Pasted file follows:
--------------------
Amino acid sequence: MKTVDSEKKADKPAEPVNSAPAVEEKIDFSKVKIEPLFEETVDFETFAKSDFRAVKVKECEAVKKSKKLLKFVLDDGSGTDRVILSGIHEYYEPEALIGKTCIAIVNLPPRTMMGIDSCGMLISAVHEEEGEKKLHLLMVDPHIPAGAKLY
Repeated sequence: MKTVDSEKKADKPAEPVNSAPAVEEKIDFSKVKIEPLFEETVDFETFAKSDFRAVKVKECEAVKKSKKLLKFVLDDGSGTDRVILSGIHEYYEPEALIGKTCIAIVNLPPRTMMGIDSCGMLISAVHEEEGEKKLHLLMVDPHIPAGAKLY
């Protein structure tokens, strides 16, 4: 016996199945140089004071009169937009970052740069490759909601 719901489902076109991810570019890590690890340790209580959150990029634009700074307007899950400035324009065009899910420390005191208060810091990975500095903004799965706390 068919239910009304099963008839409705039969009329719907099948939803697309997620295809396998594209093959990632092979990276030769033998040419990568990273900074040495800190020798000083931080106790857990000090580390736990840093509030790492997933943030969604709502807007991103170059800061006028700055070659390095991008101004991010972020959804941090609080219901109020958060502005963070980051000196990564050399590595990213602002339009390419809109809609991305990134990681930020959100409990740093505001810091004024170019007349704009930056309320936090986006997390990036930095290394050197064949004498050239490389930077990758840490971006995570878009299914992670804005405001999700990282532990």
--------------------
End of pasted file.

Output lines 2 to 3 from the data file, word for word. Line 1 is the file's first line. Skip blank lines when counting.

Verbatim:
Repeated sequence: MKTVDSEKKADKPAEPVNSAPAVEEKIDFSKVKIEPLFEETVDFETFAKSDFRAVKVKECEAVKKSKKLLKFVLDDGSGTDRVILSGIHEYYEPEALIGKTCIAIVNLPPRTMMGIDSCGMLISAVHEEEGEKKLHLLMVDPHIPAGAKLY
């Protein structure tokens, strides 16, 4: 016996199945140089004071009169937009970052740069490759909601 719901489902076109991810570019890590690890340790209580959150990029634009700074307007899950400035324009065009899910420390005191208060810091990975500095903004799965706390 068919239910009304099963008839409705039969009329719907099948939803697309997620295809396998594209093959990632092979990276030769033998040419990568990273900074040495800190020798000083931080106790857990000090580390736990840093509030790492997933943030969604709502807007991103170059800061006028700055070659390095991008101004991010972020959804941090609080219901109020958060502005963070980051000196990564050399590595990213602002339009390419809109809609991305990134990681930020959100409990740093505001810091004024170019007349704009930056309320936090986006997390990036930095290394050197064949004498050239490389930077990758840490971006995570878009299914992670804005405001999700990282532990």